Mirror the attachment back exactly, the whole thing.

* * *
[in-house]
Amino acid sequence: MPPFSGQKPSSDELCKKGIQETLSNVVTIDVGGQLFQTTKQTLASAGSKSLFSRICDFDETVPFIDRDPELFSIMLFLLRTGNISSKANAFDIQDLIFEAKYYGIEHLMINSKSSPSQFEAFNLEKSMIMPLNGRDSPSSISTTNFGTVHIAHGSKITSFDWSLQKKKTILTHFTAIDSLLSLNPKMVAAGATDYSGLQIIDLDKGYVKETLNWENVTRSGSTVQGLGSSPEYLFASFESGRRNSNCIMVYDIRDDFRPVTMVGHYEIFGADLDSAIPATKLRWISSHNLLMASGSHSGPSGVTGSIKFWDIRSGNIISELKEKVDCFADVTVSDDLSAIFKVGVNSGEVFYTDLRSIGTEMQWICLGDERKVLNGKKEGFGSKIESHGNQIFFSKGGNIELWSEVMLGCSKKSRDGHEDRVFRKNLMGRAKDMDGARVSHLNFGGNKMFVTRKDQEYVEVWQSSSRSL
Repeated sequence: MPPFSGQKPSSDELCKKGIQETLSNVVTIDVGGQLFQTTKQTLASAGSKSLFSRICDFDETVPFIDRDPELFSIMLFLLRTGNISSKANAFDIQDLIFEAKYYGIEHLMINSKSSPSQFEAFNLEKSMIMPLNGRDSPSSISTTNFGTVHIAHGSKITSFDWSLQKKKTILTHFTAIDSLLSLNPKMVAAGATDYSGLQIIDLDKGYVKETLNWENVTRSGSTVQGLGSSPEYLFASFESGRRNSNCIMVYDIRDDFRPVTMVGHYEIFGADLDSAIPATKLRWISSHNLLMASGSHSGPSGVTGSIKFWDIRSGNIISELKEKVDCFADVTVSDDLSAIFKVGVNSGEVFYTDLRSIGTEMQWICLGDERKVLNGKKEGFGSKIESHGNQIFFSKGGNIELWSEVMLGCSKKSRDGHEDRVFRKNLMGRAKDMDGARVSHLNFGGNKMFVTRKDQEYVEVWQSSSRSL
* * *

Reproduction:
[in-house]
Amino acid sequence: MPPFSGQKPSSDELCKKGIQETLSNVVTIDVGGQLFQTTKQTLASAGSKSLFSRICDFDETVPFIDRDPELFSIMLFLLRTGNISSKANAFDIQDLIFEAKYYGIEHLMINSKSSPSQFEAFNLEKSMIMPLNGRDSPSSISTTNFGTVHIAHGSKITSFDWSLQKKKTILTHFTAIDSLLSLNPKMVAAGATDYSGLQIIDLDKGYVKETLNWENVTRSGSTVQGLGSSPEYLFASFESGRRNSNCIMVYDIRDDFRPVTMVGHYEIFGADLDSAIPATKLRWISSHNLLMASGSHSGPSGVTGSIKFWDIRSGNIISELKEKVDCFADVTVSDDLSAIFKVGVNSGEVFYTDLRSIGTEMQWICLGDERKVLNGKKEGFGSKIESHGNQIFFSKGGNIELWSEVMLGCSKKSRDGHEDRVFRKNLMGRAKDMDGARVSHLNFGGNKMFVTRKDQEYVEVWQSSSRSL
Repeated sequence: MPPFSGQKPSSDELCKKGIQETLSNVVTIDVGGQLFQTTKQTLASAGSKSLFSRICDFDETVPFIDRDPELFSIMLFLLRTGNISSKANAFDIQDLIFEAKYYGIEHLMINSKSSPSQFEAFNLEKSMIMPLNGRDSPSSISTTNFGTVHIAHGSKITSFDWSLQKKKTILTHFTAIDSLLSLNPKMVAAGATDYSGLQIIDLDKGYVKETLNWENVTRSGSTVQGLGSSPEYLFASFESGRRNSNCIMVYDIRDDFRPVTMVGHYEIFGADLDSAIPATKLRWISSHNLLMASGSHSGPSGVTGSIKFWDIRSGNIISELKEKVDCFADVTVSDDLSAIFKVGVNSGEVFYTDLRSIGTEMQWICLGDERKVLNGKKEGFGSKIESHGNQIFFSKGGNIELWSEVMLGCSKKSRDGHEDRVFRKNLMGRAKDMDGARVSHLNFGGNKMFVTRKDQEYVEVWQSSSRSL